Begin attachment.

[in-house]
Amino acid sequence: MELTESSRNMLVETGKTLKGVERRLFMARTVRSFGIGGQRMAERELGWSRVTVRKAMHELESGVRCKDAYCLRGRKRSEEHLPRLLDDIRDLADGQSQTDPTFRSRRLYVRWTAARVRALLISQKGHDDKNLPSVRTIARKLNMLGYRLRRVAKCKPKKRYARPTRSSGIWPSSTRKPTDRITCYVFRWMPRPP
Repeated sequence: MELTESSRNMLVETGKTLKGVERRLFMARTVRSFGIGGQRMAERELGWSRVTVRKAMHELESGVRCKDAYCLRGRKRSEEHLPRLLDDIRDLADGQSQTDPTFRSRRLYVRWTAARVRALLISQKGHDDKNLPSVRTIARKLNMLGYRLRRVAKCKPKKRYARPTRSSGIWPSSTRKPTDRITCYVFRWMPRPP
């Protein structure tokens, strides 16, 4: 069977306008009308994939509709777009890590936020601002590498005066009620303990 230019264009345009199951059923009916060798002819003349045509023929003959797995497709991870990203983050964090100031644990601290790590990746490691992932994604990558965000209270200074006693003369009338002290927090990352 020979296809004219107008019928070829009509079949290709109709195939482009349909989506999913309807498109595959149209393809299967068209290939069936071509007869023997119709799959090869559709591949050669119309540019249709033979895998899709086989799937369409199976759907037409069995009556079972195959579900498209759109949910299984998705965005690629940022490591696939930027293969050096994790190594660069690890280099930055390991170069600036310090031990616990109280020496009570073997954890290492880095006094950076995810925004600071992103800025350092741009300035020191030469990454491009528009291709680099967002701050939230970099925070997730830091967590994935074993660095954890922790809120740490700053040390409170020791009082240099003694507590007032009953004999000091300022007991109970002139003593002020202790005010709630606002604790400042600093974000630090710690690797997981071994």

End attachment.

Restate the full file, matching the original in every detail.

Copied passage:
[in-house]
Amino acid sequence: MELTESSRNMLVETGKTLKGVERRLFMARTVRSFGIGGQRMAERELGWSRVTVRKAMHELESGVRCKDAYCLRGRKRSEEHLPRLLDDIRDLADGQSQTDPTFRSRRLYVRWTAARVRALLISQKGHDDKNLPSVRTIARKLNMLGYRLRRVAKCKPKKRYARPTRSSGIWPSSTRKPTDRITCYVFRWMPRPP
Repeated sequence: MELTESSRNMLVETGKTLKGVERRLFMARTVRSFGIGGQRMAERELGWSRVTVRKAMHELESGVRCKDAYCLRGRKRSEEHLPRLLDDIRDLADGQSQTDPTFRSRRLYVRWTAARVRALLISQKGHDDKNLPSVRTIARKLNMLGYRLRRVAKCKPKKRYARPTRSSGIWPSSTRKPTDRITCYVFRWMPRPP
């Protein structure tokens, strides 16, 4: 069977306008009308994939509709777009890590936020601002590498005066009620303990 230019264009345009199951059923009916060798002819003349045509023929003959797995497709991870990203983050964090100031644990601290790590990746490691992932994604990558965000209270200074006693003369009338002290927090990352 020979296809004219107008019928070829009509079949290709109709195939482009349909989506999913309807498109595959149209393809299967068209290939069936071509007869023997119709799959090869559709591949050669119309540019249709033979895998899709086989799937369409199976759907037409069995009556079972195959579900498209759109949910299984998705965005690629940022490591696939930027293969050096994790190594660069690890280099930055390991170069600036310090031990616990109280020496009570073997954890290492880095006094950076995810925004600071992103800025350092741009300035020191030469990454491009528009291709680099967002701050939230970099925070997730830091967590994935074993660095954890922790809120740490700053040390409170020791009082240099003694507590007032009953004999000091300022007991109970002139003593002020202790005010709630606002604790400042600093974000630090710690690797997981071994």